Infants and children who are blind due to opaque or damaged cornea may now benefit from a new version of artificial corneal implant, described during the recent annual meeting of the American Academy of Ophthalmology in Las Vegas. For some patients with this condition, traditional cornea transplants do not work. The researchers then studied the suitability and efficacy of a plastic device known as the Boston Keratoprosthesis used by just a minority of doctors.
The study included 17 children who collectively had been through more than 100 surgical procedures, including 39 traditional cornea transplants that had failed, before the latest implant. In the new study, two of the children received another type of artificial implant that failed, while 15 received the Boston device. All 15 of those children recovered some vision, sometimes remarkably so, and none had an infection or a problem with the implant. In the seven cases where the child was 4 years old or older and could explain to some degree how much he or she could see, every child could at least see fingers held at an arm’s length, and some children improved to 20/30 vision.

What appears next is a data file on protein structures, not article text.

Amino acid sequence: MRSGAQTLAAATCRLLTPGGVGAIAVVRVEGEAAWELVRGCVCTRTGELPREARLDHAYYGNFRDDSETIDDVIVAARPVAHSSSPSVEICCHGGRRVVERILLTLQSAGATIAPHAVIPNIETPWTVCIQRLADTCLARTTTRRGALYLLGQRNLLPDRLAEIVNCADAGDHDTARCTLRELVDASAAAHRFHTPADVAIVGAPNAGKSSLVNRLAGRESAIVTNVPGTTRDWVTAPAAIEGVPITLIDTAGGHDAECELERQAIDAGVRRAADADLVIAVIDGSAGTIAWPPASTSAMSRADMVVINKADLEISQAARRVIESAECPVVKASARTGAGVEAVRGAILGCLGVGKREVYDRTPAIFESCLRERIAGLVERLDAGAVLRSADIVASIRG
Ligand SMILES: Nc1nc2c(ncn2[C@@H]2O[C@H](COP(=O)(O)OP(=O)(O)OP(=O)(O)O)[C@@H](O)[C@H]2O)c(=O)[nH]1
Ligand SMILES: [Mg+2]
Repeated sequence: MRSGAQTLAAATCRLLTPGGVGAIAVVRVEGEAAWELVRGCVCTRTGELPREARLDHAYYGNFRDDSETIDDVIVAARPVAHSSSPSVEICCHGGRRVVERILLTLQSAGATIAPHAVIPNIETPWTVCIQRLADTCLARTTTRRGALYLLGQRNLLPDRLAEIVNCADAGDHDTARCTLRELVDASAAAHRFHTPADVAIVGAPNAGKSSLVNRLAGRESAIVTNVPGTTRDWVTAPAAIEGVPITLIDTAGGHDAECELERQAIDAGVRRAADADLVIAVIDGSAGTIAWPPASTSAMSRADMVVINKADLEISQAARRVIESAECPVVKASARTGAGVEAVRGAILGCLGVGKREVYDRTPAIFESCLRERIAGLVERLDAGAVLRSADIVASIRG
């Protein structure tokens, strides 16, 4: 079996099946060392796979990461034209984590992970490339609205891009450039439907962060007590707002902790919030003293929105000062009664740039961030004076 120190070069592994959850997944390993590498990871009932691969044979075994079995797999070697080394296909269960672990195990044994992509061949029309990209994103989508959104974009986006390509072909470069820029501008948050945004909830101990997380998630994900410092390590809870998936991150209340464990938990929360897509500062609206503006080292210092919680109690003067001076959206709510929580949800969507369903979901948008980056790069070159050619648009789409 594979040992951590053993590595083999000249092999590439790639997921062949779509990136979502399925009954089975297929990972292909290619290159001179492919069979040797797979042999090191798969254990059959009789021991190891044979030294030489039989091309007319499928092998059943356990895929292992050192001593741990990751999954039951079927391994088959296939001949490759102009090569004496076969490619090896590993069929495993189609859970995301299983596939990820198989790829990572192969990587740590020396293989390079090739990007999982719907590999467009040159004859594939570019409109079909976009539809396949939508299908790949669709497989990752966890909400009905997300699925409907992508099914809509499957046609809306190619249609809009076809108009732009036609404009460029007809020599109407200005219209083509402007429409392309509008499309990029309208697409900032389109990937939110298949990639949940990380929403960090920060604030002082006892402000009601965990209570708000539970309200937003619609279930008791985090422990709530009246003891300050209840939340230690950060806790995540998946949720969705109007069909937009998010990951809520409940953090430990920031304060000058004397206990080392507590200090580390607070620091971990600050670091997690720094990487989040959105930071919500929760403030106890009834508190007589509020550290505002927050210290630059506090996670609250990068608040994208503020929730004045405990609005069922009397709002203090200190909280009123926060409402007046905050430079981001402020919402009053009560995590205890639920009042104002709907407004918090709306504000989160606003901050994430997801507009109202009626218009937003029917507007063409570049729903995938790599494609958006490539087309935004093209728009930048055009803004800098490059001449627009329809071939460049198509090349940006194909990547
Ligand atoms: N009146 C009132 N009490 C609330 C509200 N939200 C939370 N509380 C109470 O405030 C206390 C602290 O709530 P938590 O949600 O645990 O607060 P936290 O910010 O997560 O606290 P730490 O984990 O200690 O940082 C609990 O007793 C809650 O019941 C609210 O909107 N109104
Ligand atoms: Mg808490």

Boston Keratoprosthesis is made of a new type of plastic that allows nutrients to enter the eye better than previous designs. The latest procedure also includes a large contact lens placed over the cornea to help protect it from inflammation and scarring.